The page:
I guess I’m just a contrarian. I’ve had most of my funds in money market and bonds for a while now, because I knew the dot-coms were going to tank and take the Nasdaq with it. I started diversifying by moving a bit into the S&P500, thinking that people would move out of high-tech and back into traditional blue-chips. WRONG! They left stocks entirely! Oh well, the bonds made up the difference…

Anyway, now I’m trying to figure out where the bottom is, because I’m going to move all my funds out of bonds and money market into stocks and wait for the upswing!

Life’s more fun on a roller coaster, eh?

Re: You knew it was coming! - Posted by CurtNY

Posted by CurtNY on March 14, 2001 at 13:03:41:

The way I see it, it just means more investment money available for deals, and the worse the economy gets the more deals available, HAPPY DAYS!

Re: You knew it was coming! - Posted by Steve

Posted by Steve on March 14, 2001 at 12:50:16:

Sometimes what appears to be “going to the dogs” could
actually be a future opportuinty one misses.

Some contrarian thinking just for fun… - Posted by ken in sc

Posted by ken in sc on March 15, 2001 at 07:56:25:

Perhaps now is a great time to buy! During this year we will have low interest rates and low prices as we buy from the people who are having a hard time selling. Also, with the new Fannie Mae investor loans, you can lock in long term fixed rates (currently around 7% and dropping!). If you have the staying power, you could buy alot of property this year, and then in a few years when things get better and rates go up to 9 or even 10%, sell the properties that you don’t like on wraps or ls/ops and keep the others. To get the staying power, one could sell a property with high equity, take the tax hit, and use the cash as reserves. Or maybe sell some tech stock and put it in a money market. If you bought 20 houses in a good city, but at the bottom of the market, you might look pretty smart in 5 or 10 years. This is an especially good idea for someone who is already making alot of money and in a high bracket. The losses on the new rentals could offset some of that.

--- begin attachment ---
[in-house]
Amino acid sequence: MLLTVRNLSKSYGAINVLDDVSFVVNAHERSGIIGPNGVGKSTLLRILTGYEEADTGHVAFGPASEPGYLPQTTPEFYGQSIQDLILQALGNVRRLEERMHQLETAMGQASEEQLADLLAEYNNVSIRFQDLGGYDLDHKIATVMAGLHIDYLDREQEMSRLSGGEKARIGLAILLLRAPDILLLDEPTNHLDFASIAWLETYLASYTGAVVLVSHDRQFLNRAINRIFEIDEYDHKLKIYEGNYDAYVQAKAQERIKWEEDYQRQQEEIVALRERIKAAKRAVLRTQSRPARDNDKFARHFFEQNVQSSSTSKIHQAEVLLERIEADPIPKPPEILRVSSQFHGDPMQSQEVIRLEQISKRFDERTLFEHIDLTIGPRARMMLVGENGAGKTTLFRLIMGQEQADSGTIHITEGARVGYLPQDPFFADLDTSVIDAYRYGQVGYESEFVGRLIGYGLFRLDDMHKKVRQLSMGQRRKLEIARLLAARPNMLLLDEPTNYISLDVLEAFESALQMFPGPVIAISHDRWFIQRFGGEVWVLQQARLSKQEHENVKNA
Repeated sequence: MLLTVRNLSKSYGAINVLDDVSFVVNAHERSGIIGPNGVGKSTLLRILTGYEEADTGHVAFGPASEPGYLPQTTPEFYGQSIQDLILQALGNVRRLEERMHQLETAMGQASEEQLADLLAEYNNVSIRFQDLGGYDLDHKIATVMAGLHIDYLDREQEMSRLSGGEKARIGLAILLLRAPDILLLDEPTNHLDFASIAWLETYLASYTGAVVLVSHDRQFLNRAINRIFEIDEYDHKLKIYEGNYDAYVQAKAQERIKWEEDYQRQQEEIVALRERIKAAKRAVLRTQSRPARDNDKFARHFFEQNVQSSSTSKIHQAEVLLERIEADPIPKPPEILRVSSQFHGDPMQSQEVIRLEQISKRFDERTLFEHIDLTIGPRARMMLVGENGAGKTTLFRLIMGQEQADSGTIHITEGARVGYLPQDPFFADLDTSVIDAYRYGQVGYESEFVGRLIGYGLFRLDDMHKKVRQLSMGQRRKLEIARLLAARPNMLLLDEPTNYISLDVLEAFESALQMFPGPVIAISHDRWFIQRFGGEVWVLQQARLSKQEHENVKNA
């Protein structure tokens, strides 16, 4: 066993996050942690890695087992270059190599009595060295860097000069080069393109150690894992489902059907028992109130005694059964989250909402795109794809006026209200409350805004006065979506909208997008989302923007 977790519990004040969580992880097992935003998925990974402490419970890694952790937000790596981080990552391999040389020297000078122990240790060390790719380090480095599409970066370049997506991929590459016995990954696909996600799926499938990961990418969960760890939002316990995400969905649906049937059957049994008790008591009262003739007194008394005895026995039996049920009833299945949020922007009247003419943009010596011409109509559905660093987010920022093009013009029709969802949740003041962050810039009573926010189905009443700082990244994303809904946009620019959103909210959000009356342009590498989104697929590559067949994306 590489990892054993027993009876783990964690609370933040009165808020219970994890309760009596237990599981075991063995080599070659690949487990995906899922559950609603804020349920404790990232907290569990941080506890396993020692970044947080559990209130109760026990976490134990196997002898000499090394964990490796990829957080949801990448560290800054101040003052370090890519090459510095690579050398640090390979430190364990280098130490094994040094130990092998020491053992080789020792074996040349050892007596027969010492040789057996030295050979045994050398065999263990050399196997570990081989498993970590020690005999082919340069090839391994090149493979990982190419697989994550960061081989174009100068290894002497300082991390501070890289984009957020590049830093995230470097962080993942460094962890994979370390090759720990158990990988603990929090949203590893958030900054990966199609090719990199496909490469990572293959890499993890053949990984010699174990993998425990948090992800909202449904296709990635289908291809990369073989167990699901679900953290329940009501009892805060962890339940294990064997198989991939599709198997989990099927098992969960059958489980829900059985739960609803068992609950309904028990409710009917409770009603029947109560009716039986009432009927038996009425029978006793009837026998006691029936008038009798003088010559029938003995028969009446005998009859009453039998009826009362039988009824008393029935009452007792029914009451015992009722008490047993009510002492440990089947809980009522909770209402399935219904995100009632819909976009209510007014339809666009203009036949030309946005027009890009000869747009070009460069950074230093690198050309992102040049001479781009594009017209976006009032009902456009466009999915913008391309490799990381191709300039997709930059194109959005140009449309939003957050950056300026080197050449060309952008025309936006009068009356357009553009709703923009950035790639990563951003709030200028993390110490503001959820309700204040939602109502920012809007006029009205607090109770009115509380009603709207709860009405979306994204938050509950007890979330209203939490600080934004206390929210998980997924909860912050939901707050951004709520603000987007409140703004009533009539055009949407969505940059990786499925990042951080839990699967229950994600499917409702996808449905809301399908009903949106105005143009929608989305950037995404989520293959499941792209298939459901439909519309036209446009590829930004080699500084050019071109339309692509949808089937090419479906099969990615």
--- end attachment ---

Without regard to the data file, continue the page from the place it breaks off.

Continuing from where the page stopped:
Just a thought.


Re: You knew it was coming! - Posted by eric-fl

Posted by eric-fl on March 15, 2001 at 21:05:25:

You are obviously well schooled in economic history. It’s nice to see someone presenting reasoning on this topic, instead of just guessing. I would agree with most everything you said.

I was sitting in the airport today, and CNN was on, and there was some stock show on. They had this fund manager from a “bear” fund that is already up 12% this year (he hasn’t been doing so good the past few years!). You could just see, this guy was feeling so vindicated. He actually said the Dow could go as low as 3000. He was the ultimate example of the phrase “Even a stopped watch is right twice a day.”